The Fresh Loaf

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Home Milled with Malt Experiment

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proth5's picture
proth5

Home Milled with Malt Experiment

As promised I did a test loaf with my home milled high extraction flour.  I used .01% of diastatic malt by weight of the flour and baked using my standard "test loaf" formula.  Once again, I went by the numbers - strokes, folds, dough temperature, and fermentation times as for my other loaves.

The results of the .01% malt are posted here: http://i264.photobucket.com/albums/ii183/proth5/Homemilledmalt1.jpg

For comparison a non-malted loaf is posted here: http://i264.photobucket.com/albums/ii183/proth5/FreshGroundCrumb.jpg

My observation is that except for some minor variations in shaping and slashing, the loaves were pretty much the same.  If anything, I would say that the malted loaf rose a bit more and was a bit more lively during shaping, but that might be my imagination.  I didn't notice any significant gumminess in the crumb - again, I didn't notice much difference at all.  .01% is a very small amount of malt and perhaps I will run a second test with a higher percent in the future.

But for now, I just don't think I need to malt the home milled.  It may be that there is a balance within the parts of the grain that are used that tends to compensate for the relatively high Falling Number or just...well, I don't know anymore.  Any comments that can shed light on this would be much appreciated.

My next test bake will be home milled that has been aged for 2 months - which is the recommended aging for whole wheat type flours.  We'll see if my patience pays off.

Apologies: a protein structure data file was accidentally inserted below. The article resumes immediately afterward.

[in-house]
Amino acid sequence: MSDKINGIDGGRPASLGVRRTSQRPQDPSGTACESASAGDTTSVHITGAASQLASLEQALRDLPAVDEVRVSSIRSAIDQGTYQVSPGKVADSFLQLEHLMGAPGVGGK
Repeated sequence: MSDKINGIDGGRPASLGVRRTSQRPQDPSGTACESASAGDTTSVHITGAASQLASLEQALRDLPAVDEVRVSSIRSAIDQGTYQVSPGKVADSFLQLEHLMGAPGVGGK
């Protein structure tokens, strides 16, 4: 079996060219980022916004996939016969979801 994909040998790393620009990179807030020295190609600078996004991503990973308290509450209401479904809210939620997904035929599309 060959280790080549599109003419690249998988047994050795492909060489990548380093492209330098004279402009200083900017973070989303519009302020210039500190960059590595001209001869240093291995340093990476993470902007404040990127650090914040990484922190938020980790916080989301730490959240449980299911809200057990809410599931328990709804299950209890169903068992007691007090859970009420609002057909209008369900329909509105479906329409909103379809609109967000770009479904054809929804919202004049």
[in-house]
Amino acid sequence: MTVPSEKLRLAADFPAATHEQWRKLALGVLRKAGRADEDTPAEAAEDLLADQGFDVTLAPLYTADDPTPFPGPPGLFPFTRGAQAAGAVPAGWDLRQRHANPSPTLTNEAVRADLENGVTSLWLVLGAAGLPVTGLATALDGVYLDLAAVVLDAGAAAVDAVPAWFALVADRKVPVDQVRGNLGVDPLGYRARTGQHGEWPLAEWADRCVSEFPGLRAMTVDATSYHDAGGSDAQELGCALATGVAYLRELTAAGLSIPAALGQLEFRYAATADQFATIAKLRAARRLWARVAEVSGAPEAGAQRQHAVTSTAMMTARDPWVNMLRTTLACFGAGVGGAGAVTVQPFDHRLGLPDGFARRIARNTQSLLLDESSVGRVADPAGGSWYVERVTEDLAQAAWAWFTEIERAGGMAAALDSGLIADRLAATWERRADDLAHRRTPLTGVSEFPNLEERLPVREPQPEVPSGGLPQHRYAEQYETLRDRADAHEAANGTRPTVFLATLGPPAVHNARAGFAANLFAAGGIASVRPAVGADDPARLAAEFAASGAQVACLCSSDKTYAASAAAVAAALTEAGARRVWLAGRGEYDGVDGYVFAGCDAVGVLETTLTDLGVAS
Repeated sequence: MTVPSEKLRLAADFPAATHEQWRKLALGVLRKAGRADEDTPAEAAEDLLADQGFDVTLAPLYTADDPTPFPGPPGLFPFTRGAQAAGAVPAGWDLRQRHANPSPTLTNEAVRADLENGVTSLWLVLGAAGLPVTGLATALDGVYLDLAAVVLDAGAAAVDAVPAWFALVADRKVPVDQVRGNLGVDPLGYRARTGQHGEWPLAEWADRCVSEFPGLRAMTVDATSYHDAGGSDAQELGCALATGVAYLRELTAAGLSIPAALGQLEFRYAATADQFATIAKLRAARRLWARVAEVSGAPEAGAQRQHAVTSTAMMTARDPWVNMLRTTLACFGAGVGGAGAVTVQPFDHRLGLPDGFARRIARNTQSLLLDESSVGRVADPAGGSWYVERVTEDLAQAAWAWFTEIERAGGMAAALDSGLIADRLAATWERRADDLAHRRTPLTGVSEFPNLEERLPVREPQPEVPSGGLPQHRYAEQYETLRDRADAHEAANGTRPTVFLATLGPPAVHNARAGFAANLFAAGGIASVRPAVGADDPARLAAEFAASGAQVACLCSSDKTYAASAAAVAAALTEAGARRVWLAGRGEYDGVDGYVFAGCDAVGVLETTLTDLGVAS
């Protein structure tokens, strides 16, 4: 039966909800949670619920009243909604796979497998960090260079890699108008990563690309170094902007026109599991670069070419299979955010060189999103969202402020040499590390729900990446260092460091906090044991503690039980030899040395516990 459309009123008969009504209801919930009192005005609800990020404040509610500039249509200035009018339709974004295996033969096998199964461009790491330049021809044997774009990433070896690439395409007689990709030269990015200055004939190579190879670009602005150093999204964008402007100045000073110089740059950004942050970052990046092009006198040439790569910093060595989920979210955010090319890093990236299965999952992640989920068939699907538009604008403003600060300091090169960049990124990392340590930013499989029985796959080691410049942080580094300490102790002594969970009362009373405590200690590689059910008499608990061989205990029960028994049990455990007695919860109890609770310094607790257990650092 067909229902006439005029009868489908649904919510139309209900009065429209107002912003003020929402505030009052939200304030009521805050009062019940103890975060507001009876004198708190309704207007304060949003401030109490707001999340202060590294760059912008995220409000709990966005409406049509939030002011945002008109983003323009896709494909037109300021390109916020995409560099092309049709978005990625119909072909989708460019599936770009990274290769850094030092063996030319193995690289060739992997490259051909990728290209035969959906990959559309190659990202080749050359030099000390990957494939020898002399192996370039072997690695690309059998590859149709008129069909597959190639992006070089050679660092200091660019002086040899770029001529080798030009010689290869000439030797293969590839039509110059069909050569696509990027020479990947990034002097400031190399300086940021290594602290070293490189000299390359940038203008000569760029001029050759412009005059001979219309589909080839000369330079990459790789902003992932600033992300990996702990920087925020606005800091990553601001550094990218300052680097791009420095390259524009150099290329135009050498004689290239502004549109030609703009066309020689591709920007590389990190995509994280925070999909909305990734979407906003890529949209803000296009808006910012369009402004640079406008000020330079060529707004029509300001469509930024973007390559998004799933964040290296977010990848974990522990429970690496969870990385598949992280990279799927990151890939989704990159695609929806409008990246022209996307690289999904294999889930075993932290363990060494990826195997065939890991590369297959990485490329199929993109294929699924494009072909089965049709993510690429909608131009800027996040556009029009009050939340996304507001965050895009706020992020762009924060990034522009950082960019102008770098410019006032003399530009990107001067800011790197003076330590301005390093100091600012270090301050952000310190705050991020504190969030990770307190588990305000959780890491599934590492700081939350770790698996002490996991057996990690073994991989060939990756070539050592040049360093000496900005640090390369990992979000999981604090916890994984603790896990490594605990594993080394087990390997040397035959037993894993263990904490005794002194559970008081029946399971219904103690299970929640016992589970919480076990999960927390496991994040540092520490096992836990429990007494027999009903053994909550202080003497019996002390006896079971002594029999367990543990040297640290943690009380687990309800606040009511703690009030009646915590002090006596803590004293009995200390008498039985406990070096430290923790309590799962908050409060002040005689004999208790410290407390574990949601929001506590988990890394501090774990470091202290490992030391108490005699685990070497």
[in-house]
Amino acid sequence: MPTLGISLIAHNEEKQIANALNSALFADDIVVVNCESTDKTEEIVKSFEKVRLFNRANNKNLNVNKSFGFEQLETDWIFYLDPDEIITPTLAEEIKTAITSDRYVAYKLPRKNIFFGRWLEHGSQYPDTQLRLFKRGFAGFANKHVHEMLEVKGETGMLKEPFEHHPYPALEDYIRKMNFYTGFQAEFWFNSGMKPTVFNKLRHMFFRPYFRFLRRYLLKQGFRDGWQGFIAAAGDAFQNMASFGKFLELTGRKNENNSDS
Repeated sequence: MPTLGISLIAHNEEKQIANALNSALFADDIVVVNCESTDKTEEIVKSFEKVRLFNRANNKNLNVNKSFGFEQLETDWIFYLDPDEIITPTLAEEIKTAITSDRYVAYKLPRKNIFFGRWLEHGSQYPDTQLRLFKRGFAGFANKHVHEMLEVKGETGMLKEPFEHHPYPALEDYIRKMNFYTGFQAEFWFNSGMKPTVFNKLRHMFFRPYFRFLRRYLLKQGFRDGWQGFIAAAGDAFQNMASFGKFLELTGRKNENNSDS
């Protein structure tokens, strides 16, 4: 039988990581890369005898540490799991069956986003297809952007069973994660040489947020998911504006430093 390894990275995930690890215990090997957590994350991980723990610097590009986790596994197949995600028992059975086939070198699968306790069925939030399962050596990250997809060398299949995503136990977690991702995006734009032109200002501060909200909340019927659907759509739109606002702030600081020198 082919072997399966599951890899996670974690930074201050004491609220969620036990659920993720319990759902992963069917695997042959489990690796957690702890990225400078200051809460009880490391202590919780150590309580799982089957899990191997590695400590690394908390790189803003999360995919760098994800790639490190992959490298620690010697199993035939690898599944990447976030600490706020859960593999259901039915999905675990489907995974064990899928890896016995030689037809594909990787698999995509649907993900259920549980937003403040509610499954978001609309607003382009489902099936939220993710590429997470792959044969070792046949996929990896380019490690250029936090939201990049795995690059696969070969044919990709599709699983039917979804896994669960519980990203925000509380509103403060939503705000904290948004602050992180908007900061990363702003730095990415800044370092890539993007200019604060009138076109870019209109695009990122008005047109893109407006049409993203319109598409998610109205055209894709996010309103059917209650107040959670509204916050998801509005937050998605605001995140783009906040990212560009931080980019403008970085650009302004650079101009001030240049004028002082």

Happy Baking!

Comments

bwraith's picture
bwraith

Hi Pat,

It sounds like we are in agreement as far as not finding a need for malt in these freshly home-milled flours, at least so far.

Do you have a link to a description of your recipe for the test loaves? I seem to remember you described your process, but I'm not finding it at the moment. I'm just curious to see how your process compares to what I've been doing for home-milled sourdough. In particular, I was interested in how long and at what temperature the various components are hydrated. As you know, I have been doing an overnight soak on all the flour in my recipes lately.

Also, I was wondering about your choice of .01%. I'm traveling and can't look up the recommendations in Bread. It sounds like much less than what I had thought would typically be suggested.

Bill

proth5's picture
proth5

Hi Bill!

Well my over busyness is starting to show - how about .1%?  That's what is right and about on the order of common recommendations - and what I really used. When I can't keep my decimal points straight, maybe I need to take some time off from experiments...

Like every good engineer/baker, I have a spreadsheet for my formula, but I just hit my computer literacy limit and don't know how to post it - I'll briefly type in the formula:

Preferement 12% of total flour

I make a levain build for multiple loaves all at onece but in percents for the preferment alone -

20% - liquid storage starter

100% flour (12% of total flour)

100% water

Overall formula:

Flour 100%

Water 72%

Salt 2%

Liquid storage levain 4.8%

Desired dough temp 76%

I mix the levain build and let it ripen overnight.

When the levain is ripe - I mix all ingredients to a shaggy mass. Then at intervals of 30 mins I give the dough 30 "strokes" with a plastic scraper - this is repeated 6 times.

45 mins at 73-74 degrees of bulk fermantaion  and then a fold

45 more mins at same temp and then a fold

45 more mins of bulk

Preshape - rest 15 mins - shape - 1 hour proof at 73-74 degrees - bake at 500 - 450 in well steamed oven on a baking stone.

I haven't tried the soaking method, yet and mean to in the near future because I think you are really on to something with it - I just wanted to stay on my standard formula so I am only varying one factor at a time.  Unfortunately I won't be baking for the next few weeks because of other obligations.

Hope this is useful.

Pat

 

 

 

bwraith's picture
bwraith

Pat,

OK, I was wondering if maybe there was a missing decimal. At 0.1%, it all makes sense. Thanks for the recipe. It's very clear what you're doing now.

Bill